Brown asserts that he has met that standard. He points to the treatment he received at Temple as clear evidence that Hahnemann's failure to provide any such treatment " fell far below the acceptable professional standard of care required by law." Pl. Mot. Summ. J. 6. Put another way, Brown says that, because he was given antibiotics and pain medication the day after the IV was improperly inserted, it is obvious to a layperson that he should have been given those medications during his stay at Hahnemann, and that Hahnemann's failure to respond to his concerns constitutes a breach of the standard of care. He also implicitly suggests that the negative outcome itself -- that is, Hahnemann's failure to properly place the IV -- was clearly the result of medical negligence and clearly caused the injuries he now complains of.
But, contrary to Brown's assertions, this matter is not so simple as to fall within the very narrow category of cases in which the medical provider's lack of care or skill is obvious even to a layperson. Here, the evidence shows only that Hahnemann incorrectly inserted an IV and did not prescribe Brown any medication to treat the complained-of pain and swelling. Absent expert testimony, it is unclear whether Hahnemann's failure to correctly insert the IV was the result of negligence, or whether it was simply an " accidental occurrence" that could have occurred even with proper care. See Toogood, 824 A.2d at 1151 (" [E]xpert testimony is necessary to prevent a finding of liability for a simple mistake of judgment, failure of treatment, or an accidental occurrence." ). It is also not obvious whether Hahnemann's reaction to Brown's complaints of pain was reasonable. Although Brown considered his pain and other symptoms to be severe, it may be that those experiences are typical and would not necessarily have prompted a reasonable physician to administer any medication. Brown's treatment at Temple the following day does not shed any additional light on that issue. His condition may have changed, prompting a need for treatment that was not apparent the day before. Moreover, the fact that two physicians recommend different courses of action does not -- standing alone -- suggest that one of those physicians was negligent.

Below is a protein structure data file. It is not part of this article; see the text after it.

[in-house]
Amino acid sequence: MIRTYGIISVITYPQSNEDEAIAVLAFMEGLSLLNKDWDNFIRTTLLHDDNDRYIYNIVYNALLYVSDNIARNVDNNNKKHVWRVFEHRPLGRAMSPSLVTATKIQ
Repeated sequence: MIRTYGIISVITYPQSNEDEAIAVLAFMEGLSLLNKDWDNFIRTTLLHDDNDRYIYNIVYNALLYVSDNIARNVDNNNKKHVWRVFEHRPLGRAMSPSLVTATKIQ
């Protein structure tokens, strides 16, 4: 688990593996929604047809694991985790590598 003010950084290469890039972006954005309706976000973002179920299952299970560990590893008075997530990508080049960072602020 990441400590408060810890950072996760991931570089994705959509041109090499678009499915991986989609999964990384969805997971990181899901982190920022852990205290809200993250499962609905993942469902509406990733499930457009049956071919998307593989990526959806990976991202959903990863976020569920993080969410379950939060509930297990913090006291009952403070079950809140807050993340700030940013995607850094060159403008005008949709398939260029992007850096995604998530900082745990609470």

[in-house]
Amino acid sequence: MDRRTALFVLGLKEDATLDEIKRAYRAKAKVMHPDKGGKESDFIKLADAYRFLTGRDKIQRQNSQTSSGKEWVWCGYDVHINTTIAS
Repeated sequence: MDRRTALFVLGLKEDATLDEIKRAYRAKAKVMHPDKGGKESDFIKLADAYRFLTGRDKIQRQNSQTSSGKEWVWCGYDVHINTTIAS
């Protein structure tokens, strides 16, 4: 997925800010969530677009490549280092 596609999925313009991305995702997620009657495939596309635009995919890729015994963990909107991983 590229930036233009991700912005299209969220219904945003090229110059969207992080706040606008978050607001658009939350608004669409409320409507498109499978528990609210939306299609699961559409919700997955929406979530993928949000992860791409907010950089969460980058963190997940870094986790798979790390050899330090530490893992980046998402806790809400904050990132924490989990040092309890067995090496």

At base, this case is a classic medical malpractice action, in which a plaintiff claims that an injury he experienced after medical treatment was caused by the negligence of his physician. It is not enough in such cases to show an adverse outcome
that a later physician deemed serious enough to treat. Rather, a plaintiff must show that the original treating physician " failed to employ the requisite degree of care and skill." Id. at 1150. Generally speaking, laypeople do not know the skill or care expected of medical professionals in a given situation, nor do they know if an injury or adverse outcome reveals that the requisite level of care was not followed. That is the situation here. Although it may be possible for a non-professional to conclude that Brown experienced pain, swelling, and other adverse outcomes because of the IV placed by Hahnemann, it does not necessarily follow that the care he received was substandard in any way. Accordingly, Brown's situation does not fall within the narrow exception to the general rule that a plaintiff cannot establish a prima facie case without expert testimony. Brown's medical malpractice claim therefore fails as a matter of law, as he has not offered any expert testimony in support of his claim.
B. Plaintiff's Motion for Summary Judgment
Because Brown's claim fails as a matter of law, he has not presented evidence upon which a reasonable factfinder could find in his favor. The Court will therefore deny Brown's motion for summary judgment.
For the foregoing reasons, the Court will grant Defendant's motion for summary judgment, deny Plaintiff's motion for summary judgment, and enter judgment in favor of Defendant and against Plaintiff. An appropriate order follows.
AND NOW, this 21st day of May, 2014, for the reasons set forth in the accompanying memorandum, it is hereby ORDERED as follows:
1. Defendant's Motion for Summary Judgment (ECF No. 26) is GRANTED;
2. Plaintiff's Motion for Summary Judgment (ECF No. 33) is DENIED;
3. Plaintiff's Motion for the Appointment of Counsel (ECF No. 39) is DENIED;  and
4. Plaintiff's Motion for the Appointment of a Private Investigator (ECF No. 37) is DENIED as moot.
The clerk shall mark the case CLOSED.
AND IT IS SO ORDERED.
AND NOW, this 21st day of May, 2014, it is hereby ORDERED that JUDGMENT is entered in favor of Defendant and against Plaintiff on all counts of the Complaint (ECF No. 5).
AND IT IS SO ORDERED.